I finished reading Vanishing Girls by Lauren Oliver about fifteen minutes ago, and I’m still processing what happened, so bear with me. I may end up working out my feelings on this book throughout the course of this post. (That happens quite frequently, to be honest.)
In Vanishing Girls, we meet sisters Nick and Dara. Their story, told in Before and After increments, details a rather tumultuous relationship. The sisters were once very close, but jealousy, fighting, relationships, self-destructive behaviors–and, eventually, a horrible accident–tear the girls apart.
Nothing is the same after the car accident that built an impenetrable wall between the sisters. Nick, who is moving back in with her mother for the summer, wants to repair her relationship with Dara, but her sister seems to excel in the art of avoidance. Their paths never cross, but Nick continues to look for a way back to her sister.
While Nick is searching for a way to reconnect with Dara, there’s another search underway in their town. Madeline Snow, a nine-year-old girl, has gone missing. Everyone is on alert, and as the hours and days pass, the story continues to grip the community. Where is this young girl? What happened to her? How could she have vanished without a trace? Surely someone knows something, but the girl is nowhere to be found.
After Dara vanishes on her birthday, Nick is convinced that her disappearance is somehow linked to Madeline Snow’s. She goes on a hunt for clues into Dara’s life, and she’s shocked by what she finds. Apparently, Dara’s been involved in much more than the occasional experiments with drugs and alcohol. She gotten mixed up in a horrible situation, something with the power to ruin her entire life.
What drove Dara to something like this? Could Nick have done something to stop it? What does Dara have to do with Madeline Snow’s disappearance, and can Nick uncover the whole truth–including what really happened on the night of that fateful car accident–before she loses everything?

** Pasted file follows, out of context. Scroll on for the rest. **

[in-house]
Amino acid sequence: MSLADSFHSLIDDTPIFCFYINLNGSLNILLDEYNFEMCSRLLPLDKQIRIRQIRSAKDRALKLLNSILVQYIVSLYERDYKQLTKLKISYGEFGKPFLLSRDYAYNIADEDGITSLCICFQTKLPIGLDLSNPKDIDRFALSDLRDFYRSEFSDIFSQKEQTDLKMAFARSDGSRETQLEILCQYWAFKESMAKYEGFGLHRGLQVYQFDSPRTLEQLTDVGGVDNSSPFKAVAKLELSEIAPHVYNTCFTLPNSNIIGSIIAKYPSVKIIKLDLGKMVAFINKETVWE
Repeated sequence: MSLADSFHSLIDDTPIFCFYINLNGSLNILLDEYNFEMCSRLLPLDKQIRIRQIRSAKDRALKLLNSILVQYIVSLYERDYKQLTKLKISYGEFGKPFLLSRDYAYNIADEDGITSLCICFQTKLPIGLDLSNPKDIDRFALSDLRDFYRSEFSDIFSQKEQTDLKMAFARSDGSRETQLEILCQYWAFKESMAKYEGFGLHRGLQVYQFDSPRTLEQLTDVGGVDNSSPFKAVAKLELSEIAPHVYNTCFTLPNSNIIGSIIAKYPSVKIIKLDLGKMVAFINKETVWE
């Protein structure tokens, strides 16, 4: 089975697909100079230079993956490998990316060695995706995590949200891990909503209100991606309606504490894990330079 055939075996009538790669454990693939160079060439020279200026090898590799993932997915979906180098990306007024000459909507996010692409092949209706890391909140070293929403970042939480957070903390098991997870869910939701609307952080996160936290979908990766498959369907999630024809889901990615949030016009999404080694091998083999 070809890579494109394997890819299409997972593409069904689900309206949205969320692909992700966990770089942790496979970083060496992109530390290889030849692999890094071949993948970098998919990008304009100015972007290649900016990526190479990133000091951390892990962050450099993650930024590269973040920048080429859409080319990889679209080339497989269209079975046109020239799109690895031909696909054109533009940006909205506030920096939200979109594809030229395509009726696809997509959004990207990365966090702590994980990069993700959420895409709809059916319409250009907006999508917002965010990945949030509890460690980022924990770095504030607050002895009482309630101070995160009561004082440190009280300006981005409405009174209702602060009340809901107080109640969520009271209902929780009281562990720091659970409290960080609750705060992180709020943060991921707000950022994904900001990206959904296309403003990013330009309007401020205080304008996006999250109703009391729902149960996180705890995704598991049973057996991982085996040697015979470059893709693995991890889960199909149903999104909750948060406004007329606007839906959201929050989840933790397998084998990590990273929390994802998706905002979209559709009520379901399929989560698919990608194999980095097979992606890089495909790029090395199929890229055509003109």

Okay…after writing all of that, I’m still not sure how I feel about this book. It was good (as are Lauren Oliver’s other books), and it definitely kept me eager to turn each page, but I guess I simply wasn’t expecting the twist at the end. No, I’m not going to reveal anything major, but I will say that I now want to read the entire book again so that I can look for clues that I missed the first go-round.
Vanishing Girls isn’t a light and fluffy read that you can simply finish and forget. This book is sure to keep readers thinking long after the last page, and I think a lot of interesting discussions could result. (This would be a good pick for a YA book club.)
I do think this book is more suited to an older teen audience, mainly because of the frank depictions of alcohol and drug use and some sexual situations. As always, read the book yourself before adding it to any classroom or library collections. What works in one collection may not be a good fit for another.
If Vanishing Girls sounds like it might be your cup of tea, you can learn more about it on Lauren Oliver’s website. You can also connect with the author on Twitter, Facebook, Goodreads, and YouTube. Enjoy!